The start of 2020 has seen an escalation in tensions between the US and Iran not previously seen since the 1970s. These tensions culminated in a US airstrike in Baghdad that killed Iranian general Qasem Soleimani. As is typical of the Trump administration, US officials and Trump himself have oscillated wildly between different positions. At first, it seemed as if a US invasion was imminent, with anti-war groups issuing ominous warnings of the beginning of World War III. On 8 January, however, Trump appeared to backtrack, claiming that Tehran was “standing down” and claiming to welcome military de-escalation.
Though this development should be welcomed, taken as a whole the episode has exposed the emptiness of Trump’s anti-war sloganeering on the campaign trail in 2016. And as with all of his recent predecessors, the explanation is a simple one.
False posturing as the anti-war candidate
During his run for president, Trump (dubiously) positioned himself as a break from the ‘neoconservative’ orthodoxy of his own party by criticizing the 2003 invasion of Iraq. But after three years of his presidency, it has become crystal clear that his foreign policy is largely a continuation of the imperialist status quo that has been upheld for decades by both major US political parties.
The first signs that this would be the case were the people whom he picked for major foreign-policy positions within his administration. His first national security advisor Michael Flynn, for example, not only supported the invasion of Iraq but served as one of its major leaders. Things only got worse as Trump filled position after position with a who’s who of neoconservative warmongering. In April 2018, for instance, he appointed John Bolton, one of the architects of the invasion of Iraq during the George W Bush administration, as his new national security advisor.
Revival of the Monroe Doctrine
Perhaps the biggest target of US imperialist aggression under the Trump adminstration has been Latin America – which has suffered devastating US interference for many decades. In January 2019, for example, the Trump administration orchestrated a (so-far-unsuccessful) coup attempt against the democratically-elected government of Venezuela. His appointment of Elliott Abrams as ‘special envoy to Venezuela’ took things to a whole new level. Abrams is not only a notorious warhawk – who, along with Bolton, was another architect of the invasion of Iraq – but is also a convicted criminal for his involvement in the Iran-Contra scandal. He furthermore was involved with Ronald Reagan’s wars in Central America in the 1980s and helped the Nicaraguan Contra terrorist force by shipping them weapons disguised as ‘humanitarian aid’ – a tactic that some believe he attempted to replicate in Venezuela.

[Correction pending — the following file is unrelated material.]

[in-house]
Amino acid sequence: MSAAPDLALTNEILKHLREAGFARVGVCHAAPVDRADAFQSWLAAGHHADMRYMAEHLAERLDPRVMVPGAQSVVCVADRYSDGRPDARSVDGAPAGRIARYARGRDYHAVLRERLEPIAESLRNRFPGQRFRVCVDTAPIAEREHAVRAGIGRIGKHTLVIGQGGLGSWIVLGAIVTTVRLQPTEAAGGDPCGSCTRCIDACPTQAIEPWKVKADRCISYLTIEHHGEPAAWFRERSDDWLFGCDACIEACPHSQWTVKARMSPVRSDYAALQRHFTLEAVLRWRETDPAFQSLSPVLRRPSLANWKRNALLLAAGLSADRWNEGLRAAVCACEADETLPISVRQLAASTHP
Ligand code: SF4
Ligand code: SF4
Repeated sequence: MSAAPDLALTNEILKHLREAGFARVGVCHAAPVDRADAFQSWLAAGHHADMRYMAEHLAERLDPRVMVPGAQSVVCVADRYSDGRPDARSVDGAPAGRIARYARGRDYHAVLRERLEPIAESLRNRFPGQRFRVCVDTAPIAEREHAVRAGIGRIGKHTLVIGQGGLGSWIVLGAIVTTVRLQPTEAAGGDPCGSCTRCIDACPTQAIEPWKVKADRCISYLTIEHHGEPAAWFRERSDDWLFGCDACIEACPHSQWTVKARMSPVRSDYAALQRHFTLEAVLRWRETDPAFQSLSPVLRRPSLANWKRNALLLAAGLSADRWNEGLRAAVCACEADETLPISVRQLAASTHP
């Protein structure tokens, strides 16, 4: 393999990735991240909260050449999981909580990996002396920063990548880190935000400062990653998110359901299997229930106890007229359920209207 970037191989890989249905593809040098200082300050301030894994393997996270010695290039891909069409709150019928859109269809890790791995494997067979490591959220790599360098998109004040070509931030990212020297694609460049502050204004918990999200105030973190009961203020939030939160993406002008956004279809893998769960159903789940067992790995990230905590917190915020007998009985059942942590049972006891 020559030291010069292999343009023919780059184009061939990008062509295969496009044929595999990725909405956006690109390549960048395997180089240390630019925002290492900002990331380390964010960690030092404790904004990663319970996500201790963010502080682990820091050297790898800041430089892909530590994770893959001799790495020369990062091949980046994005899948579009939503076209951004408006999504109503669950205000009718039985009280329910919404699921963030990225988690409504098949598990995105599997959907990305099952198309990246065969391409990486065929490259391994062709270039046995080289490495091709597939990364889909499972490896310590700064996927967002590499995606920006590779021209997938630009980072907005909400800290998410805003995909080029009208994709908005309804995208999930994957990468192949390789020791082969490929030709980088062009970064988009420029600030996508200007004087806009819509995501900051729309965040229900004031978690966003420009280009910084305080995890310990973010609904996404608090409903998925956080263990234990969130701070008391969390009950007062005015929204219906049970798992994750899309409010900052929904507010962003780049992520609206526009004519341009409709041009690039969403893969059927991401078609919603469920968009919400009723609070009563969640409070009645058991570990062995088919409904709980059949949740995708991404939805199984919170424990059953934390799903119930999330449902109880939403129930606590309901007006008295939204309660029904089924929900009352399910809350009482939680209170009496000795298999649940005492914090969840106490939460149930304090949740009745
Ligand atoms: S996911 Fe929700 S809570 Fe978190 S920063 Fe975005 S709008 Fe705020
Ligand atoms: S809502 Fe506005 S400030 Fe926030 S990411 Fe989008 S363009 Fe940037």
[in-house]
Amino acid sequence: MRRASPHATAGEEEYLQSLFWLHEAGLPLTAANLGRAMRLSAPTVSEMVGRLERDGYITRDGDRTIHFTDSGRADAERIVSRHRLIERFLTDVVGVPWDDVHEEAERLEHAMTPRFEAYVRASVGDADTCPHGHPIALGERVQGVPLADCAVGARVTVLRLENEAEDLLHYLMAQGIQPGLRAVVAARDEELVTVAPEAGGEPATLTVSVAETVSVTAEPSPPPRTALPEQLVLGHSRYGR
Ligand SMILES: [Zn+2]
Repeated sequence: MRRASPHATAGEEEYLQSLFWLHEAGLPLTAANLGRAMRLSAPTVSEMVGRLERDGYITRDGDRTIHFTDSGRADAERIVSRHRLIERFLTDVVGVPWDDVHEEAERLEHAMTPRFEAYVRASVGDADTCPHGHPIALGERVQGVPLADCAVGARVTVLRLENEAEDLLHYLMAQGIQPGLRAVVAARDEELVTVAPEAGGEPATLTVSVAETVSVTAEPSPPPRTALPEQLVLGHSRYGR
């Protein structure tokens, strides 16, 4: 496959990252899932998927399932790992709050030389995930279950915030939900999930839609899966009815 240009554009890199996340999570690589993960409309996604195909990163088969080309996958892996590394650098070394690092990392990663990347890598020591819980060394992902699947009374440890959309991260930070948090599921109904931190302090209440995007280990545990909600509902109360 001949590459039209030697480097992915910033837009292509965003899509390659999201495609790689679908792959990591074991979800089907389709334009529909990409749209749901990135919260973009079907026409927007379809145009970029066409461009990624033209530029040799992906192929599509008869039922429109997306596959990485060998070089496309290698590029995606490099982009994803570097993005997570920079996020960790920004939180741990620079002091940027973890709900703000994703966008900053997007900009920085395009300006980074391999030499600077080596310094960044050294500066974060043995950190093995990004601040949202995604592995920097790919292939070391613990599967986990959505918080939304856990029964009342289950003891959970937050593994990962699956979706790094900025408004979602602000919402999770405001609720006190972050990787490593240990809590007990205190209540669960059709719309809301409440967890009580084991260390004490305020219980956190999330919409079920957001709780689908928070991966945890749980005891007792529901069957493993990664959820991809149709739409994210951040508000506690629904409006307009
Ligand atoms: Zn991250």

Bolton, meanwhile, declared Venezuela – along with Nicaragua and Cuba – to be part of a so-called ‘Troika of Tyranny’. As part of a new wave of hostility against them, the Trump administration walked back a number of the Obama-era renormalization steps with Cuba and imposed a new round of sanctions on the Sandinista government in Nicaragua. In April 2019, Bolton confirmed what everyone had long suspected – that the Monroe Doctrine, which formalized US domination of Latin America in the 19th Century – “is alive and well”.
The same explanation
The explanation for Trump’s apparently abrupt about-face on foreign policy as soon as he entered office is straightforward. Decades ago, the US government ceased to be a fully independent entity when it comes to formulating foreign policy. Rather, it acts in large part according to the interests of the military-industrial complex. As the decades have gone by, this has essentially morphed into a full-blown case of state capture. The US government acts in large part according to the dictates of what is profitable for the private arms and military-related industries within its borders. Specific geostrategic decisions, meanwhile, are largely decided according to what is in the economic interests of multinational corporations (the vast majority of which are based in the US or allied Western countries).
No one should be surprised, though. Because Trump’s entire campaign was a transparent con-job in which he cynically tapped into disaffection with the stale Washington status quo only to continue with more of the same once in power.
We must be clear: change will never come from the populist right. Only a genuine progressive left can offer a break from the imperialist neoliberal status quo of endless war.
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